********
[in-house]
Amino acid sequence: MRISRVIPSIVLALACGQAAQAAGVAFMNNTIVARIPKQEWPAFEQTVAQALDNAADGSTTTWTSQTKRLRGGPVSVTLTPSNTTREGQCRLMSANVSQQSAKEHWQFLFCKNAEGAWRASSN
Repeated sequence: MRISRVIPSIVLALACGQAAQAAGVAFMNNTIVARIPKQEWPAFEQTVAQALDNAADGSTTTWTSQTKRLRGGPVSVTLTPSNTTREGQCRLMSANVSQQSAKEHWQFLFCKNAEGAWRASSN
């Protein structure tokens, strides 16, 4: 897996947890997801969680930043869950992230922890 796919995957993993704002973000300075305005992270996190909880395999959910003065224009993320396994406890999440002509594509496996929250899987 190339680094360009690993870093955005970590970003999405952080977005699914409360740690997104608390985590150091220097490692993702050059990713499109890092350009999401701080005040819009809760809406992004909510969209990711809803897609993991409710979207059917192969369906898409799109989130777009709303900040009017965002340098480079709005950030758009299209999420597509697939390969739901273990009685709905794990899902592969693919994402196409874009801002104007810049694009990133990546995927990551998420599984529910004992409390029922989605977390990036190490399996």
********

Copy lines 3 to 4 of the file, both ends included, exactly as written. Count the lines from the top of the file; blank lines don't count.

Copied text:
Repeated sequence: MRISRVIPSIVLALACGQAAQAAGVAFMNNTIVARIPKQEWPAFEQTVAQALDNAADGSTTTWTSQTKRLRGGPVSVTLTPSNTTREGQCRLMSANVSQQSAKEHWQFLFCKNAEGAWRASSN
């Protein structure tokens, strides 16, 4: 897996947890997801969680930043869950992230922890 796919995957993993704002973000300075305005992270996190909880395999959910003065224009993320396994406890999440002509594509496996929250899987 190339680094360009690993870093955005970590970003999405952080977005699914409360740690997104608390985590150091220097490692993702050059990713499109890092350009999401701080005040819009809760809406992004909510969209990711809803897609993991409710979207059917192969369906898409799109989130777009709303900040009017965002340098480079709005950030758009299209999420597509697939390969739901273990009685709905794990899902592969693919994402196409874009801002104007810049694009990133990546995927990551998420599984529910004992409390029922989605977390990036190490399996």